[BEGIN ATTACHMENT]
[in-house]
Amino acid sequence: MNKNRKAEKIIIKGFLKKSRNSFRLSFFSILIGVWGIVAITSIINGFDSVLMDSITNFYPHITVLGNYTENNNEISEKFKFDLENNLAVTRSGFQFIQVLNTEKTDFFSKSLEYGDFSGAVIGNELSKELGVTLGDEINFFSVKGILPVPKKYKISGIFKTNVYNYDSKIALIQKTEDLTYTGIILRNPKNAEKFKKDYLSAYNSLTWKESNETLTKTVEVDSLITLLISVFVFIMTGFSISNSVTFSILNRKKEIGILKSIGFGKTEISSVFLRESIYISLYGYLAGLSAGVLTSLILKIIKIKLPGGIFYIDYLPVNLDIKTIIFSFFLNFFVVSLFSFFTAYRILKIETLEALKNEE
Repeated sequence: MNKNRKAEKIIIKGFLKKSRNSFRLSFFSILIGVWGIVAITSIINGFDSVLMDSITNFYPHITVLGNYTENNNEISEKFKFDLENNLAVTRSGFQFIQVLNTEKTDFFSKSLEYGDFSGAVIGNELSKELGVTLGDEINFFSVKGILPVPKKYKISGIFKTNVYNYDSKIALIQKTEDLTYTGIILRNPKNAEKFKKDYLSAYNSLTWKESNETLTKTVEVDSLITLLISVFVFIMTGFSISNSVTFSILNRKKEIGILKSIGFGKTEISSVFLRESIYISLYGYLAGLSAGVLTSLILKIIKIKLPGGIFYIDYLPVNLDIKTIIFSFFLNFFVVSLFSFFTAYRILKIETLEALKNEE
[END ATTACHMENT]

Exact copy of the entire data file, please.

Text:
[in-house]
Amino acid sequence: MNKNRKAEKIIIKGFLKKSRNSFRLSFFSILIGVWGIVAITSIINGFDSVLMDSITNFYPHITVLGNYTENNNEISEKFKFDLENNLAVTRSGFQFIQVLNTEKTDFFSKSLEYGDFSGAVIGNELSKELGVTLGDEINFFSVKGILPVPKKYKISGIFKTNVYNYDSKIALIQKTEDLTYTGIILRNPKNAEKFKKDYLSAYNSLTWKESNETLTKTVEVDSLITLLISVFVFIMTGFSISNSVTFSILNRKKEIGILKSIGFGKTEISSVFLRESIYISLYGYLAGLSAGVLTSLILKIIKIKLPGGIFYIDYLPVNLDIKTIIFSFFLNFFVVSLFSFFTAYRILKIETLEALKNEE
Repeated sequence: MNKNRKAEKIIIKGFLKKSRNSFRLSFFSILIGVWGIVAITSIINGFDSVLMDSITNFYPHITVLGNYTENNNEISEKFKFDLENNLAVTRSGFQFIQVLNTEKTDFFSKSLEYGDFSGAVIGNELSKELGVTLGDEINFFSVKGILPVPKKYKISGIFKTNVYNYDSKIALIQKTEDLTYTGIILRNPKNAEKFKKDYLSAYNSLTWKESNETLTKTVEVDSLITLLISVFVFIMTGFSISNSVTFSILNRKKEIGILKSIGFGKTEISSVFLRESIYISLYGYLAGLSAGVLTSLILKIIKIKLPGGIFYIDYLPVNLDIKTIIFSFFLNFFVVSLFSFFTAYRILKIETLEALKNEE